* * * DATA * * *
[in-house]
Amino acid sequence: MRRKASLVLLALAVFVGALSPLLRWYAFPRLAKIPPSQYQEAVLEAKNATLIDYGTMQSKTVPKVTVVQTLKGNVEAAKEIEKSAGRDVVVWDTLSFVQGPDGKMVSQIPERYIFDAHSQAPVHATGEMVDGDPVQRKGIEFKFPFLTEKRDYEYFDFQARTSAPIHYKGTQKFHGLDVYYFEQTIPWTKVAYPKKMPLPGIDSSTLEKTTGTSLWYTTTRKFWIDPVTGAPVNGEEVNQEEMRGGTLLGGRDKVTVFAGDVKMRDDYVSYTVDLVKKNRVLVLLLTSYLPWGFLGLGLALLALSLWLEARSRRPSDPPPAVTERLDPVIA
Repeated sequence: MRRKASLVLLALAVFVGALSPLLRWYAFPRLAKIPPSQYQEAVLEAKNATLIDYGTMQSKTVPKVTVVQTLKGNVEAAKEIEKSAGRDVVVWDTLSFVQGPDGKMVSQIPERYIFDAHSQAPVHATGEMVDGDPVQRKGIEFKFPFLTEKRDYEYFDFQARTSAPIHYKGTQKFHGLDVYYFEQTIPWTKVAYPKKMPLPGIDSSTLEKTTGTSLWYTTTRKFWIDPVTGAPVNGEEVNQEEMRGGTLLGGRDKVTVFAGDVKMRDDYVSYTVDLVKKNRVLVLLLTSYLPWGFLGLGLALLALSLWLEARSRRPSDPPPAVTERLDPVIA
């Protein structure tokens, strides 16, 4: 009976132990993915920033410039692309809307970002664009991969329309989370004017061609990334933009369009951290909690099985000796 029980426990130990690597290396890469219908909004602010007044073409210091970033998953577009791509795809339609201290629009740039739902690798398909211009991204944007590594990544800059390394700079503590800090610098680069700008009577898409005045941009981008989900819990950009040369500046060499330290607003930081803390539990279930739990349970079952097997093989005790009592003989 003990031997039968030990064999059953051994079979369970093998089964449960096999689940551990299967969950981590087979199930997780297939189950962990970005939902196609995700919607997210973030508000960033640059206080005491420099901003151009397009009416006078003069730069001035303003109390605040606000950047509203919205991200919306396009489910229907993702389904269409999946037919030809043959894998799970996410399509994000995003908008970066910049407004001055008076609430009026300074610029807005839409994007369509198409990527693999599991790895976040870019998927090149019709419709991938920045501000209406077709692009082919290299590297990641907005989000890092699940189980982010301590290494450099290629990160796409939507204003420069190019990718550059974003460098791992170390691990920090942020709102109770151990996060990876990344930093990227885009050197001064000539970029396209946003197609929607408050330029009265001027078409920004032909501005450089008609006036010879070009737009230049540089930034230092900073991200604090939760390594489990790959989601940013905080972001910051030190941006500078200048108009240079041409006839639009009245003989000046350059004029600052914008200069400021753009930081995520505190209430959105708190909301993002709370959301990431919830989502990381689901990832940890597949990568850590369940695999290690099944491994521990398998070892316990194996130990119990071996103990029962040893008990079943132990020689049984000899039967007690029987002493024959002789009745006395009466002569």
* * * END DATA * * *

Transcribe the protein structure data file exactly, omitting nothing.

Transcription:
[in-house]
Amino acid sequence: MRRKASLVLLALAVFVGALSPLLRWYAFPRLAKIPPSQYQEAVLEAKNATLIDYGTMQSKTVPKVTVVQTLKGNVEAAKEIEKSAGRDVVVWDTLSFVQGPDGKMVSQIPERYIFDAHSQAPVHATGEMVDGDPVQRKGIEFKFPFLTEKRDYEYFDFQARTSAPIHYKGTQKFHGLDVYYFEQTIPWTKVAYPKKMPLPGIDSSTLEKTTGTSLWYTTTRKFWIDPVTGAPVNGEEVNQEEMRGGTLLGGRDKVTVFAGDVKMRDDYVSYTVDLVKKNRVLVLLLTSYLPWGFLGLGLALLALSLWLEARSRRPSDPPPAVTERLDPVIA
Repeated sequence: MRRKASLVLLALAVFVGALSPLLRWYAFPRLAKIPPSQYQEAVLEAKNATLIDYGTMQSKTVPKVTVVQTLKGNVEAAKEIEKSAGRDVVVWDTLSFVQGPDGKMVSQIPERYIFDAHSQAPVHATGEMVDGDPVQRKGIEFKFPFLTEKRDYEYFDFQARTSAPIHYKGTQKFHGLDVYYFEQTIPWTKVAYPKKMPLPGIDSSTLEKTTGTSLWYTTTRKFWIDPVTGAPVNGEEVNQEEMRGGTLLGGRDKVTVFAGDVKMRDDYVSYTVDLVKKNRVLVLLLTSYLPWGFLGLGLALLALSLWLEARSRRPSDPPPAVTERLDPVIA
């Protein structure tokens, strides 16, 4: 009976132990993915920033410039692309809307970002664009991969329309989370004017061609990334933009369009951290909690099985000796 029980426990130990690597290396890469219908909004602010007044073409210091970033998953577009791509795809339609201290629009740039739902690798398909211009991204944007590594990544800059390394700079503590800090610098680069700008009577898409005045941009981008989900819990950009040369500046060499330290607003930081803390539990279930739990349970079952097997093989005790009592003989 003990031997039968030990064999059953051994079979369970093998089964449960096999689940551990299967969950981590087979199930997780297939189950962990970005939902196609995700919607997210973030508000960033640059206080005491420099901003151009397009009416006078003069730069001035303003109390605040606000950047509203919205991200919306396009489910229907993702389904269409999946037919030809043959894998799970996410399509994000995003908008970066910049407004001055008076609430009026300074610029807005839409994007369509198409990527693999599991790895976040870019998927090149019709419709991938920045501000209406077709692009082919290299590297990641907005989000890092699940189980982010301590290494450099290629990160796409939507204003420069190019990718550059974003460098791992170390691990920090942020709102109770151990996060990876990344930093990227885009050197001064000539970029396209946003197609929607408050330029009265001027078409920004032909501005450089008609006036010879070009737009230049540089930034230092900073991200604090939760390594489990790959989601940013905080972001910051030190941006500078200048108009240079041409006839639009009245003989000046350059004029600052914008200069400021753009930081995520505190209430959105708190909301993002709370959301990431919830989502990381689901990832940890597949990568850590369940695999290690099944491994521990398998070892316990194996130990119990071996103990029962040893008990079943132990020689049984000899039967007690029987002493024959002789009745006395009466002569």